I believe that living life is much more important than planning it. I am twenty-nine years old and I am nowhere near the place I thought I would be. I had a plan. It was a rough and simple plan, but a plan. By now I would be married to a great guy, have a couple of kids, a nice house and a dog. Perhaps I would have a job, but my husband was going to earn plenty of money, so that I could choose to be a stay-at-home mom, just like my mom.
By the winter of 2002, things were going according to plan. I was twenty-three and set to be married on December 7th. Since being married on Pearl Harbor Day might be bad luck, we moved the wedding to December 14th. The following summer I was pregnant. We didn’t have a house or dog yet, but they were in the works.
Later that year, just before our first anniversary, when I was around six months along in my pregnancy, my husband came up with the brilliant idea of moving into his mother’s basement: to save for our dream house. December 14, 2003, the morning we were supposed to begin celebrating being married for a whole year, he packed us up and we moved. I cleaned out my savings of $3,000 to pay our way out of our apartment lease.
Two weeks later, the day after Christmas, we were watching TV in my mother-in-law’s half- finished basement, careful not to not sit under the dripping pipes. The man of my dreams who I was going to spend my life with didn’t look at me when he said, “I don’t want to be married. I feel trapped.”
Huh? Everything was going great as far as I knew. I was wrong. Apparently. Suddenly I was homeless, moneyless, pregnant, and all of my plans were trashed.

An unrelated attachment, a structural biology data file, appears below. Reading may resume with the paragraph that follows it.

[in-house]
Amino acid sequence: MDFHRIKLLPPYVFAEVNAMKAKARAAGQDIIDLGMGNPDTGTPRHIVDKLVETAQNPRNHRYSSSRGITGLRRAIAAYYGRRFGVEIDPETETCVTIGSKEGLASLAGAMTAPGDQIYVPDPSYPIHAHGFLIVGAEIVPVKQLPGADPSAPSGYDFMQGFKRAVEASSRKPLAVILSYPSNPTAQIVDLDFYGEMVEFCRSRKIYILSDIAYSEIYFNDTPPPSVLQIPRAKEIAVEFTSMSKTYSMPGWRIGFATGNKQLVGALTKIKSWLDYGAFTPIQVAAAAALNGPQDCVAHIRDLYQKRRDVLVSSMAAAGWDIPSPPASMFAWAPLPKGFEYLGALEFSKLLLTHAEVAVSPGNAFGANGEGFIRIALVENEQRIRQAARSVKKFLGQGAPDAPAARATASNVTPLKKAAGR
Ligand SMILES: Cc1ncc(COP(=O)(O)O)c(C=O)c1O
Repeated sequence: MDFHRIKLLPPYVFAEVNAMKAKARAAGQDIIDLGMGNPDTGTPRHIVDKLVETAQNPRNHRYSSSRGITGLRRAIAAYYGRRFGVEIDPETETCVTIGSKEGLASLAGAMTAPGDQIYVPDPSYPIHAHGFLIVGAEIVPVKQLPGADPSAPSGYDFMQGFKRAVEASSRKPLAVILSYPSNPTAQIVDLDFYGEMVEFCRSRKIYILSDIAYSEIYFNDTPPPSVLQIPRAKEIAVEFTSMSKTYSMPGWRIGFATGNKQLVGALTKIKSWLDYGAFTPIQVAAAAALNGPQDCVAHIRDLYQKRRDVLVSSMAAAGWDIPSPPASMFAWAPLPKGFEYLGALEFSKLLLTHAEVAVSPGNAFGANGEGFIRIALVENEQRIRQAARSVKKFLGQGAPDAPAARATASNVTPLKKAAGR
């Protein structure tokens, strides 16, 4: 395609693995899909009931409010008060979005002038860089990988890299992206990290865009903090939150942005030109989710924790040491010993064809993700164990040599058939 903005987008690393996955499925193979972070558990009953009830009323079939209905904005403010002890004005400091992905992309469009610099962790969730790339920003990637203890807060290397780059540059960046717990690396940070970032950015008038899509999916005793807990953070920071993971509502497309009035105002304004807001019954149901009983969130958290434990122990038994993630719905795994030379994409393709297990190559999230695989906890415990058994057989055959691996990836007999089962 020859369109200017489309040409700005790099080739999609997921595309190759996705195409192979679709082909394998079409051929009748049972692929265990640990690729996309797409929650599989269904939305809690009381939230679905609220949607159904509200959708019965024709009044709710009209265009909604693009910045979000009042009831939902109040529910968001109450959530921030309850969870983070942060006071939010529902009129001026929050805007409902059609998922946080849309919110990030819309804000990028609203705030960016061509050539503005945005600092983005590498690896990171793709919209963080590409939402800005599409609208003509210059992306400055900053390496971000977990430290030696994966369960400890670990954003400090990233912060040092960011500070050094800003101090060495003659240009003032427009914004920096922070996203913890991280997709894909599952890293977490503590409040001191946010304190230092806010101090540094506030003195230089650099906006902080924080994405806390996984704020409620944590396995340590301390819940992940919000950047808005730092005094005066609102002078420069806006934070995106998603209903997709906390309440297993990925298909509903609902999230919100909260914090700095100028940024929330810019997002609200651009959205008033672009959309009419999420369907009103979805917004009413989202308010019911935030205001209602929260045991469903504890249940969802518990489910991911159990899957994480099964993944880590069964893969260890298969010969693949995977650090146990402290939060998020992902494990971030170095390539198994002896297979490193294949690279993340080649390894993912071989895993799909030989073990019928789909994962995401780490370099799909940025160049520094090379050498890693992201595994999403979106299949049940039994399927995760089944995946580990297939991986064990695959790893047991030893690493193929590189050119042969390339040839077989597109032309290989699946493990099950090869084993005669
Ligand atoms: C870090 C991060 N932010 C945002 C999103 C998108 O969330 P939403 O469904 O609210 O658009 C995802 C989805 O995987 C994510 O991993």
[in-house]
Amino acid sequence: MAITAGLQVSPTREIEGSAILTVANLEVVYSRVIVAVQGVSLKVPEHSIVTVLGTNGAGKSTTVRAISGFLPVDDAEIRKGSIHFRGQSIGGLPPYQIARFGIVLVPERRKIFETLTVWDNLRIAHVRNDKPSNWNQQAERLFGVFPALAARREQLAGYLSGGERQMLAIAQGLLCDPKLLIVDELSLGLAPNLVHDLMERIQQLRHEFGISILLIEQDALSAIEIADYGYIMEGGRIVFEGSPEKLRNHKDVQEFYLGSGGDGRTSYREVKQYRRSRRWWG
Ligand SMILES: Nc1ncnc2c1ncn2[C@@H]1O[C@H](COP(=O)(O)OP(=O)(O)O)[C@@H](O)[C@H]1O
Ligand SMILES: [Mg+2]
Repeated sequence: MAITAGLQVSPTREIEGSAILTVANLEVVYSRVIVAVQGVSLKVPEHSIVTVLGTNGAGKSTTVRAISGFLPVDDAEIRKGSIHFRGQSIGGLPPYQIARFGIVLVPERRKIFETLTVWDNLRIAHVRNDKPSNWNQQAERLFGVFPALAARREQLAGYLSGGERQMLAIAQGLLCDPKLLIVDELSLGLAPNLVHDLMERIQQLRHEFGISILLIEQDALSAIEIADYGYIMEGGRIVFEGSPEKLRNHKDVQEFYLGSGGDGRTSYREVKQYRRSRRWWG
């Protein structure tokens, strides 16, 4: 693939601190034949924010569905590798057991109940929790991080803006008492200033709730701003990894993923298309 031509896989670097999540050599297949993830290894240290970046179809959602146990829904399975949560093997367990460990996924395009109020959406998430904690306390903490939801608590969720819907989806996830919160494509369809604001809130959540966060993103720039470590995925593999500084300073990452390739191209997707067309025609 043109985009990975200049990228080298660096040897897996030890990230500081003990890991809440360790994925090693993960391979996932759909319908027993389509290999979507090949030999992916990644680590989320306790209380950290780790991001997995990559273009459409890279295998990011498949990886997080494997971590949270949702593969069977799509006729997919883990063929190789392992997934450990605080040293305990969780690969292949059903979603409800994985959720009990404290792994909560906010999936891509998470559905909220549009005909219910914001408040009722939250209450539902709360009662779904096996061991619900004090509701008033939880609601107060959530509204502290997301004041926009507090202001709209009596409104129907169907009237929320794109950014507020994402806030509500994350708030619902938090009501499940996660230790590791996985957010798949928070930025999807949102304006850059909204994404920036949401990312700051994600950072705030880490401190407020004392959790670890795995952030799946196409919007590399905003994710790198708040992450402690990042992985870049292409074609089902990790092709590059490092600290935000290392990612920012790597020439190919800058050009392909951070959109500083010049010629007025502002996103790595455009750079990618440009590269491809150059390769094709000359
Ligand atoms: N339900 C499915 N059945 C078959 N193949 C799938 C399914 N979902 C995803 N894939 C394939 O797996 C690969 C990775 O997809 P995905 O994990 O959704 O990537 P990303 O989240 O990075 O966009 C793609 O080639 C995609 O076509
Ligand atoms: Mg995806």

After a while, I stopped crying. I realized that I mourned the ruin of my careful planning more than the actual loss of my marriage. The problem became that I didn’t know what to do with myself. I suddenly had no direction, no deadlines for my life. It was terrifying. I had no plan.
Since I had to do something, I just thought about what I wanted to do and could do. I started taking things as they came.
Four years later, I am working at a great job, and about to graduate college. How I managed it? I don’t know.
My daughter is in pre-school and is a very happy, smart, beautiful little girl. I am dating and I have a cat. I am much more relaxed than I used to be. I no longer look at things in terms of what needs to get done and by when. Things have fallen into place: maybe not the place I originally intended, but a wonderful place anyway.
You can’t plan to be happy. If you’re lucky, you just end up where I am.
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